International Journal of Hematology

, Volume 107, Issue 2, pp 157–165 | Cite as

Persistent changes in circulating white blood cell populations after splenectomy

  • Minke A. E. Rab
  • Aafke Meerveld-Eggink
  • Heleen van Velzen-Blad
  • Douwe van Loon
  • Ger T. Rijkers
  • Okke de Weerdt
Original Article


The effect of splenectomy on the incidence of infections and thromboembolisms has been investigated thoroughly. Nevertheless, the long-term effects of splenectomy on immunological profile and circulating blood counts have not been described before. To study such long-term effects, we analysed several parameters in splenectomised trauma patients and compared the results of this group (“otherwise healthy patients”) to patients with a specific underlying disease. We measured platelet count, leukocytes and differential, lymphocyte subsets, serum levels of immunoglobulins, and complement pathways in 113 patients. Indications to perform a splenectomy were trauma (n = 42), Hodgkin lymphoma (n = 24), hereditary spherocytosis (n = 21), and immune thrombocytopenia (n = 26). In trauma patients lymphocytes and lymphocytes subsets were particularly elevated compared to normal population values. Splenectomised patients with Hodgkin lymphoma had significant lower numbers of T lymphocytes than trauma patients. Significant increases in platelets, leukocytes, and monocytes were observed in patients with hereditary spherocytosis. Occurrence of MBL genotype was different in ITP patients than in other splenectomised groups and the normal population. In splenectomised patients (> 4 years), platelet counts and lymphocyte subsets are increased which persist over time. As a result, these blood counts in splenectomised patients differ from reference values in the normal population.


Splenectomy Leukocytes Lymphocyte differential Immunoglobulins Platelet count 



We thank all the patients and laboratory personnel.

Compliance with ethical standards

Conflict of interest

The study was conducted without any financial or commercial relationships. The authors declare there was no conflict of interest.


  1. 1.
    Davies JM, Lewis MPN, Wimperis J, Rafi I, Ladhani S, Bolton-Maggs PHB. Review of guidelines for the prevention and treatment of infection in patients with an absent or dysfunctional spleen: prepared on behalf of the British Committee for Standards in Haematology by a Working Party of the Haemato-Oncology Task Force. Br J Haematol. 2011;155:308–17.CrossRefPubMedGoogle Scholar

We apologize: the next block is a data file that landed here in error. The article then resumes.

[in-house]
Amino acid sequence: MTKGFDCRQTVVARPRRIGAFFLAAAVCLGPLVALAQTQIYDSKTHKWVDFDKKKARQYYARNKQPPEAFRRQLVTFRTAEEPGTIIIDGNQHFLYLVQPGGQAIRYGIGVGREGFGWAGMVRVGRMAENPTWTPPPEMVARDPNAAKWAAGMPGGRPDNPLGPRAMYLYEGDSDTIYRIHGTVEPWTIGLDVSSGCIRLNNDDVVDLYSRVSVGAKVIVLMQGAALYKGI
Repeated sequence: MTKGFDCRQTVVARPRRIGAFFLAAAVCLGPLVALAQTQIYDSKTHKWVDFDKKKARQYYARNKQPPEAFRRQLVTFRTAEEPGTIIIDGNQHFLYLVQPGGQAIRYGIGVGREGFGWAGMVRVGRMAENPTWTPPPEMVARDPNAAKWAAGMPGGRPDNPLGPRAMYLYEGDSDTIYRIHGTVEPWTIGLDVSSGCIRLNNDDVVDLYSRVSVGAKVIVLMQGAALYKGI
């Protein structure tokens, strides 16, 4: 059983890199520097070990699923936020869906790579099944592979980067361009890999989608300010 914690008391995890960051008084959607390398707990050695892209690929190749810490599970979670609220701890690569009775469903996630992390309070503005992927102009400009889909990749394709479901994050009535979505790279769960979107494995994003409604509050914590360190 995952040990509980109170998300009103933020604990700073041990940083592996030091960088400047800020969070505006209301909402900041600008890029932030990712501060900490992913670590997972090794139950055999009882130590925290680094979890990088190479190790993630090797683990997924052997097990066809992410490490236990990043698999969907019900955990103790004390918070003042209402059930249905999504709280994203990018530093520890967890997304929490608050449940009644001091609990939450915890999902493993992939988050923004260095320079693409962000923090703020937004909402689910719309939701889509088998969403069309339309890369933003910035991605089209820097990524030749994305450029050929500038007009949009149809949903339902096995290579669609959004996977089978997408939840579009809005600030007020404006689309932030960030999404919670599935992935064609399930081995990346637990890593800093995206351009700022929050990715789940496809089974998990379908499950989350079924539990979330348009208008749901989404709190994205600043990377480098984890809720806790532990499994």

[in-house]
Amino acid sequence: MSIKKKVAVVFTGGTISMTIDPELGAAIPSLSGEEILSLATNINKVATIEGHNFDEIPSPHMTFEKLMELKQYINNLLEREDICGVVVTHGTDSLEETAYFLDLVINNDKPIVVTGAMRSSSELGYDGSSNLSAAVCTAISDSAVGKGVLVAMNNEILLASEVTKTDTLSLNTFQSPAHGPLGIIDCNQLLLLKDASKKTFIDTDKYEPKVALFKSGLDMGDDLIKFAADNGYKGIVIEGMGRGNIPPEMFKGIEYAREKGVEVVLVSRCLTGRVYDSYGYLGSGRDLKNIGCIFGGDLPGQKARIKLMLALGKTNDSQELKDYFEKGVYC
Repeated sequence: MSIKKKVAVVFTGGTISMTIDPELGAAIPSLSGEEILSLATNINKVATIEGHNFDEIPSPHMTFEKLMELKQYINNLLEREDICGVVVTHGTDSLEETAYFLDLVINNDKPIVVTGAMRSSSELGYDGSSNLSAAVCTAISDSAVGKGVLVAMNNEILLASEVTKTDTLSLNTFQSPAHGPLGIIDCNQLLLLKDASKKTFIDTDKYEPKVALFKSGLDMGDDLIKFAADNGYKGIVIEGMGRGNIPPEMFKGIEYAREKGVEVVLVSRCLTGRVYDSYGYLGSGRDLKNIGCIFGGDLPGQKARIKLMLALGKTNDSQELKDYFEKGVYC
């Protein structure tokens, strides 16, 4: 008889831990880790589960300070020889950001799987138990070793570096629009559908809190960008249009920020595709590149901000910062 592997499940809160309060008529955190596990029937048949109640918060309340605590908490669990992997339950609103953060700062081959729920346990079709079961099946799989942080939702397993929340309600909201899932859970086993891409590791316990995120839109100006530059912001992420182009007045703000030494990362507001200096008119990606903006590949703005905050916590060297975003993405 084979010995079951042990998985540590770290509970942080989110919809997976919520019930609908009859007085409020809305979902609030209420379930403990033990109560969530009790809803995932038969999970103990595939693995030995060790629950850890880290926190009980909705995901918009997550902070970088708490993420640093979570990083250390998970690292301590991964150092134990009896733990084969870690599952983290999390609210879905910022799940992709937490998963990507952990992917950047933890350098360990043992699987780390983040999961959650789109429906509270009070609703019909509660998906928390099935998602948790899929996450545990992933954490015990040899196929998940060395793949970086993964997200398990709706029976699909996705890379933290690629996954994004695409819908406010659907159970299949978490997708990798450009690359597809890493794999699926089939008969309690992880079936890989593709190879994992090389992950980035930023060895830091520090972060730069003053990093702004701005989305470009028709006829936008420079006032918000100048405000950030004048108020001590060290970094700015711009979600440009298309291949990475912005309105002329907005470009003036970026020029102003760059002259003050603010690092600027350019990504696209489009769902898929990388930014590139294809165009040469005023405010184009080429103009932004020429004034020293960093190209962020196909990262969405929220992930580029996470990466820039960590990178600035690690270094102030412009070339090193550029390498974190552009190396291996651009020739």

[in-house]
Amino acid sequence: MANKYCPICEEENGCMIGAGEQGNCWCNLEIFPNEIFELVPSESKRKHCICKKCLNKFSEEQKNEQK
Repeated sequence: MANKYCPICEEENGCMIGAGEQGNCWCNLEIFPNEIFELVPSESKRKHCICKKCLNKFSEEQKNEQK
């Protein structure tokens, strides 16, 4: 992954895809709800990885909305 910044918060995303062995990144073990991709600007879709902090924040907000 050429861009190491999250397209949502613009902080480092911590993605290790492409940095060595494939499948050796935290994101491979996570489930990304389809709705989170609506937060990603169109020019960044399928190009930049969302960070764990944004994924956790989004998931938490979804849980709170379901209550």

2. 2.
    Toutouzas KG, Velmahos GC, Kaminski A, Chan L, Demetriades D. Leukocytosis after posttraumatic splenectomy. Arch Surg. 2002;137:924–8.CrossRefPubMedGoogle Scholar
  3. 3.
    Weng J, Brown CVR, Rhee P, Salim A, Chan L, Demetriades D, et al. White blood cell and platelet counts can be used to differentiate between infection and the normal response after splenectomy for trauma: prospective validation. J Trauma Inj Infect Crit Care. 2005;117:1076–80.CrossRefGoogle Scholar
  4. 4.
    Banerjee A, Kelly KB, Zhou HY, Dixon SD, Papana Dagiasis A, Quinn LM, et al. Diagnosis of Infection after splenectomy for trauma should be based on lack of platelets rather than white blood cell count. Surg Infect. 2014;15:221–6.CrossRefGoogle Scholar
  5. 5.
    Cameron PU, Jones P, Gorniak M, Dunster K, Paul E, Lewin S, et al. Splenectomy associated changes in IgM memory B cells in an adult spleen registry cohort. PLoS One. 2011;6:e23164.CrossRefPubMedPubMedCentralGoogle Scholar
  6. 6.
    Meerveld-Eggink A, de Weerdt O, de Voer RM, Berbers GAM, van Velzen-Blad H, Vlaminckx BJ, et al. Impaired antibody response to conjugated meningococcal serogroup C vaccine in asplenic patients. Eur J Clin Microbiol Infect Dis. 2011;30:611–8.CrossRefPubMedGoogle Scholar
  7. 7.
    Meerveld-Eggink A, de Weerdt O, van Velzen-Blad H, Biesma DH, Rijkers GT. Response to conjugate pneumococcal and Haemophilus influenzae type b vaccines in asplenic patients. Vaccine. 2011;29:675–80.CrossRefPubMedGoogle Scholar
  8. 8.
    Meerveld-Eggink A, de Weerdt O, Rijkers GT, van Velzen-Blad H, Biesma DH. Vaccination coverage and awareness of infectious risks in patients with an absent or dysfunctional spleen in the Netherlands. Vaccine. 2008;26:6975–9.CrossRefPubMedGoogle Scholar
  9. 9.
    Comans-Bitter WM, De Groot R, Van den Beemd R, Neijens HJ, Hop WCJ, Groeneveld K, et al. Immunophenotyping of blood lymphocytes in childhood: reference values for lymphocyte subpopulations. J Pediatr. 1997;130:388–93.CrossRefPubMedGoogle Scholar
  10. 10.
    Vlug A, Nieuwenhuys E, van Eijk R, Geertzen H, van Houte A. Nephelometric measurements of human IgG subclasses and their reference ranges. Ann Biol Clin. 1994;52(7–8):561–7.Google Scholar
  11. 11.
    Seelen MW, Roos A, Wieslander J, Mollnes TE, Sjöholm G, Wurzner R, et al. Functional analysis of the classical, alternative, and MBL pathways of the complement system: standardization and validation of a simple ELISA. J Immunol Methods. 2005;296:187–98.CrossRefPubMedGoogle Scholar
  12. 12.
    Endeman H, Herpers BL, De Jong BW, Voorn GP, Grutters JC, Van Velzen-Blad H, et al. Mannose-binding lectin genotypes in susceptibility to community-acquired pneumonia. Chest. 2008;134:1135–40.CrossRefPubMedGoogle Scholar